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A Quarterly Journal
Jeffrey Woodward, Founder & General Editor
Volume 6, Number 4, December 2012

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David Terelinck
Sydney, New South Wales, Australia


Empty Hearts

As the light drizzle ripens into real raindrops, you step faster through the clinging paspalum. You circle the high wire fence to find it simply ends, and does not fully enclose the grounds. After all you have read of this place, you wonder if they were trying to keep people like you out, or a hundred years of memories in. Either way, it appears the battle for containment has been lost.

Approaching the building you see that every window is just a gaping maw of serrated, transparent teeth. The tattered remnant of what once was a curtain flaps forlornly in the winter wind. To the left of the steps is a marble plaque. It proclaims the foundation stone of St. John’s Orphanage for Boys was laid by the Bishop of Goulburn in March of 1912.

You pause and look up. Towering above the entrance, beneath a concrete cross, is a marble statue; presumably St. John. Immaculately white, he still smiles down benignly on all who enter. As you walk up those seven steps, you find you’re involuntarily crossing yourself.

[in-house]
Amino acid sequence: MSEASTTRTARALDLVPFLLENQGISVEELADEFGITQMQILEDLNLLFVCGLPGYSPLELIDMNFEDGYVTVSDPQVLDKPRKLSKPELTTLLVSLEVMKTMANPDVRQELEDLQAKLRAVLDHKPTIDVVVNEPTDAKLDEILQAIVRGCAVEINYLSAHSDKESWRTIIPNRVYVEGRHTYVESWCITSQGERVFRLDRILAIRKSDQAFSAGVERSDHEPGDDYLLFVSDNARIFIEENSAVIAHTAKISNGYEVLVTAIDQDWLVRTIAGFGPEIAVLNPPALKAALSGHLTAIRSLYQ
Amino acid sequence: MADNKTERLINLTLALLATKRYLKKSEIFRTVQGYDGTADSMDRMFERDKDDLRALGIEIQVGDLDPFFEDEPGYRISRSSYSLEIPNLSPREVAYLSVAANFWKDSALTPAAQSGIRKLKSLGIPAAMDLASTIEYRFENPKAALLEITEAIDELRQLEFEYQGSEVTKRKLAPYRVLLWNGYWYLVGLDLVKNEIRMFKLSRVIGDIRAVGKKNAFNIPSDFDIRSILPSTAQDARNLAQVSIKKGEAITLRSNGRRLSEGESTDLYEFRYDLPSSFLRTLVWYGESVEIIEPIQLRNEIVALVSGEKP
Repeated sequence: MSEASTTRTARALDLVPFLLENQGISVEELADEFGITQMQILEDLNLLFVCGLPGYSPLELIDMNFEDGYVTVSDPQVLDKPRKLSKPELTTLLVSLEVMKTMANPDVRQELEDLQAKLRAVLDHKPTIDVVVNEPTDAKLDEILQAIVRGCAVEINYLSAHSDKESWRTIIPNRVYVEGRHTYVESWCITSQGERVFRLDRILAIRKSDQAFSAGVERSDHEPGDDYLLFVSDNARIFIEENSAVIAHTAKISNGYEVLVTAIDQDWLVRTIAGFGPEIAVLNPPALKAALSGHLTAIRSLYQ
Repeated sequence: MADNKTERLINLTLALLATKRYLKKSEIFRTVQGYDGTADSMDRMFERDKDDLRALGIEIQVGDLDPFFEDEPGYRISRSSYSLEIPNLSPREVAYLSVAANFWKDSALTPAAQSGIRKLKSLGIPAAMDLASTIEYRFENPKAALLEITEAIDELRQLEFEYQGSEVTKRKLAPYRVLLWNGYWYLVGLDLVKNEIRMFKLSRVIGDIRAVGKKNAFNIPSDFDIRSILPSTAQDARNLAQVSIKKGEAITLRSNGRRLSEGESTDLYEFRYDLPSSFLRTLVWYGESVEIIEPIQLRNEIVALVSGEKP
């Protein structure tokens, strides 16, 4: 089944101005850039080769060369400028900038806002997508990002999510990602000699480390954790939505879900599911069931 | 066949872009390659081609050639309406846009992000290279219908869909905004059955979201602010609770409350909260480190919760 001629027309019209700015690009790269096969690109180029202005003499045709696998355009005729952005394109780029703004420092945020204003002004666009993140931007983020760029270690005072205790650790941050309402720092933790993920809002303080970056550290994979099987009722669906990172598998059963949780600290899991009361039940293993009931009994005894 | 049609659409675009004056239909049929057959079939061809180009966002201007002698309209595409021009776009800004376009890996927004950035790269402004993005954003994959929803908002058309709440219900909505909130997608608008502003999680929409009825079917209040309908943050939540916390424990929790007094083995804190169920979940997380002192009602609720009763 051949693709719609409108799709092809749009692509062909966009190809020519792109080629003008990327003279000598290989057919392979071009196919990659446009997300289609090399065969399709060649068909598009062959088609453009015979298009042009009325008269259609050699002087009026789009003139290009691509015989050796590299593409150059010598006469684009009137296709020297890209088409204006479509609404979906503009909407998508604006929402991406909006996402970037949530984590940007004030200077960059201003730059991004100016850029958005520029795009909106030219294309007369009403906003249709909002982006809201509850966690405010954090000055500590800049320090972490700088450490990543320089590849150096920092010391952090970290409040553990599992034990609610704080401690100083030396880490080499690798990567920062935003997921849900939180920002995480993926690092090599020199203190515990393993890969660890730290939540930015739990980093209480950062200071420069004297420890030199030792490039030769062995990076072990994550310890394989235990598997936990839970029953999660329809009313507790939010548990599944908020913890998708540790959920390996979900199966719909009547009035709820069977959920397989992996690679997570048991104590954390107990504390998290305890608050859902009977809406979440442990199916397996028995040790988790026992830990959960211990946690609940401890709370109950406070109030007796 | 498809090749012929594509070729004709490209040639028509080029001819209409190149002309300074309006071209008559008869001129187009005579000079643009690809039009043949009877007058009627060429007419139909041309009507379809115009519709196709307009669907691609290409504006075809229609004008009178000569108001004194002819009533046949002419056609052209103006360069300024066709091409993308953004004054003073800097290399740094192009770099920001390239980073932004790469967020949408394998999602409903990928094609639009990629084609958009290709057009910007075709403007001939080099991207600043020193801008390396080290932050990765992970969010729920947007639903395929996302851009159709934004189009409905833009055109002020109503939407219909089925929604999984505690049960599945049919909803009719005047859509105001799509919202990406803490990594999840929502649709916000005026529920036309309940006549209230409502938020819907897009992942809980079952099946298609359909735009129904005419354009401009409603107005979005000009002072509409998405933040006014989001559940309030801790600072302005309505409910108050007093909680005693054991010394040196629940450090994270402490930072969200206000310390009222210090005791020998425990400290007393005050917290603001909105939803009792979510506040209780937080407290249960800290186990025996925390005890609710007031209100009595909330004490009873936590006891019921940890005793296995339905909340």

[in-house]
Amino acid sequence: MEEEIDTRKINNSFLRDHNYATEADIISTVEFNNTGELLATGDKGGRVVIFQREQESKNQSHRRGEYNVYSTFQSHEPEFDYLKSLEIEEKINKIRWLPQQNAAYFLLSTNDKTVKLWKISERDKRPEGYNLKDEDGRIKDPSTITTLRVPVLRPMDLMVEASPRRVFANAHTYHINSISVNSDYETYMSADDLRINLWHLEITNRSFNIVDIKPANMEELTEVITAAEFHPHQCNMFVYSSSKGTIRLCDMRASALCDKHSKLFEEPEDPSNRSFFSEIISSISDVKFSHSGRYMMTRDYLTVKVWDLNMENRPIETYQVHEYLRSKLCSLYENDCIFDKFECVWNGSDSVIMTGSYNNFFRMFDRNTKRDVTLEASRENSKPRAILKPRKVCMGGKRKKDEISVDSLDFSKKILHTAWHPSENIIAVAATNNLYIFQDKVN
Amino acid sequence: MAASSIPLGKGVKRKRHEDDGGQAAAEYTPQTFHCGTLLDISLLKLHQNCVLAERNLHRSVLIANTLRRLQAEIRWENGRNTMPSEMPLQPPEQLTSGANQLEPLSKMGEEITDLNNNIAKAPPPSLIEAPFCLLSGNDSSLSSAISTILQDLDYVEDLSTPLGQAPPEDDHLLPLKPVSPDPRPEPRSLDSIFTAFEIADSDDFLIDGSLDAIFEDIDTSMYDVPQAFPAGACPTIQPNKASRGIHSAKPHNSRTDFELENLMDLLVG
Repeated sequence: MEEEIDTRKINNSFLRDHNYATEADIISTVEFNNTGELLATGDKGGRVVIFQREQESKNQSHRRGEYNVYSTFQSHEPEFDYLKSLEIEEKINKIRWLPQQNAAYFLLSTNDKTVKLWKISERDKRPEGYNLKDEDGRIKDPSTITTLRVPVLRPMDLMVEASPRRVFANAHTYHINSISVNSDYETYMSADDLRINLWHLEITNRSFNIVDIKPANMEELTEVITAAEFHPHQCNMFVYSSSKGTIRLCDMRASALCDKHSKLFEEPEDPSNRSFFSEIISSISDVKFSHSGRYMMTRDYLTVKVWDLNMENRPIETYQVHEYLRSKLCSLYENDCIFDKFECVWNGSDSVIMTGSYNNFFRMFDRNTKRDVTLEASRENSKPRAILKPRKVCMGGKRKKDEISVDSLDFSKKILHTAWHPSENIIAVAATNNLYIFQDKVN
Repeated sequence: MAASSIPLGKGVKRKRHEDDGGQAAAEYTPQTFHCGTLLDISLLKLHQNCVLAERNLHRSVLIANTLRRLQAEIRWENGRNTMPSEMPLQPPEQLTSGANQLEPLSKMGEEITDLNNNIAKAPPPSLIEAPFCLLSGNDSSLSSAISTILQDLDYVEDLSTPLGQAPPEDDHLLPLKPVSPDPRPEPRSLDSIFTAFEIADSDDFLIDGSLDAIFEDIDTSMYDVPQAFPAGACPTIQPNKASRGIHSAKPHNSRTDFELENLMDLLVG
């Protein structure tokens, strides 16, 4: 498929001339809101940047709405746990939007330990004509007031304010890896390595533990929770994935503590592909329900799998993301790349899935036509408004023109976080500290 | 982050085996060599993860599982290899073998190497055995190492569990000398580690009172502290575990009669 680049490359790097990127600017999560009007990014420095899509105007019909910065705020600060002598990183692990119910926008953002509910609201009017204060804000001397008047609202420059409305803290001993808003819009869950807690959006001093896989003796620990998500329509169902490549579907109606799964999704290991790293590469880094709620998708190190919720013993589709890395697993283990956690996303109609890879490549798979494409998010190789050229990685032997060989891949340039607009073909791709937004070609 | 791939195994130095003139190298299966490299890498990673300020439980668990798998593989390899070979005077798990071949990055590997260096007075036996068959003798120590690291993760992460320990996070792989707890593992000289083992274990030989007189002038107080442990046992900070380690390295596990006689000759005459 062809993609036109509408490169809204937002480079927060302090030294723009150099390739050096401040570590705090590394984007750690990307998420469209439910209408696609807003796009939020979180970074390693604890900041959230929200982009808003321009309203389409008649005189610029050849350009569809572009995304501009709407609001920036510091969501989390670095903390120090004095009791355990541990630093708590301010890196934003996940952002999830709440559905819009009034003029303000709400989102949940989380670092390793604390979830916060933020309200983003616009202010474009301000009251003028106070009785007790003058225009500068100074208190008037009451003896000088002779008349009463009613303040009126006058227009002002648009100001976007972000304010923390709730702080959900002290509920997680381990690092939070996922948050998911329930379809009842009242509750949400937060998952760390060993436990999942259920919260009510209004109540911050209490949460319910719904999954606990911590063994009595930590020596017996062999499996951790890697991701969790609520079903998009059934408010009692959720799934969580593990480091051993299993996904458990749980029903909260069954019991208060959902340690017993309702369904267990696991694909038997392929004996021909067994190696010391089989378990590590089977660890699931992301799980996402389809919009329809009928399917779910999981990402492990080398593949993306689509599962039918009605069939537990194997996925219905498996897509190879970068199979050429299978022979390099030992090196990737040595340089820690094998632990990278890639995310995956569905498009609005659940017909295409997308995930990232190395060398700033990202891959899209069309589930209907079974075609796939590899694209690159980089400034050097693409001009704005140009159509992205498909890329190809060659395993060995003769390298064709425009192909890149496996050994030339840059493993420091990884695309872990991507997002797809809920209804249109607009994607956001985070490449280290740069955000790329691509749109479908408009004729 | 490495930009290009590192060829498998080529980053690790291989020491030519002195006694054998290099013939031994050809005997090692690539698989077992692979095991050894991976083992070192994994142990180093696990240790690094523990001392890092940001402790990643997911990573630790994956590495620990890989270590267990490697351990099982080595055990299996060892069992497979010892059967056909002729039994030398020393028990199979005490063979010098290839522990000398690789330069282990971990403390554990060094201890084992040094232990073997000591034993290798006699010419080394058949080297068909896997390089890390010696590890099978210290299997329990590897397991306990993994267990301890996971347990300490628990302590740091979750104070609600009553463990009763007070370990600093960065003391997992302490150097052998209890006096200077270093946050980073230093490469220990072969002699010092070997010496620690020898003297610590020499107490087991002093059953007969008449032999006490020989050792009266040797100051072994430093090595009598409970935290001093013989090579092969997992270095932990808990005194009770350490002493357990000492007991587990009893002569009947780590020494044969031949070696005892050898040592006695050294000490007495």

Sunday prayers
for the forgotten
and fragile . . .
who knew the wolf
wore cassock and stole

Despite an absence of window coverings, it is dim inside the rooms. But this darkness is composed of more than an absence of sunlight. Approaching the gloomy corners, your breath quickens with the sensation that the walls are oozing a century of fear and anger . . . perhaps even hatred. You head up a narrow pine staircase to the first floor. Except for want of some serious elbow grease, it still looks as sturdy as when first installed. Washed-out daylight struggles through the naked window and the balusters create a pale outline of prison bars upon the wall.

You reach what must have been the dormitories. There are broken bed frames, and the shells of kapok-depleted mattresses, now only fit for vermin to doss on. You recall the stories you’ve read about the brutal midnight visits of the maintenance man, the public floggings on Saturday nights, and cruel punishments at the hands of the brides of Christ; how for some this became a regular way of life until they were old enough to leave, or lucky enough to be adopted or fostered out.

shadows
in lonely corridors
and bedrooms—
the empty hearts
of priest and nun

Each room you enter adds another layer to the sadness resting on your soul. You imagine past residents returning to this scene. Would they too take a rock, and try to expunge their deprivation, neglect, and abuse with each window broken?

Weighted down with the guilt of the past, you head down the back stairs knowing it is time to leave. When you reach the ground floor you feel colder than you have ever felt in your life; and you know there is more than the weather at play.

You hear voices, but see no one. They say the place is haunted, and you have no reason to disbelieve this. You walk faster to the front door, desperate to be outside despite the rain and wind. Just as you reach the exit, the sudden crash of a door slamming unhinges you. You run down the drive without a backward glance . . .

lamb of God . . .
the work of Christ
must require
more passion
than habit

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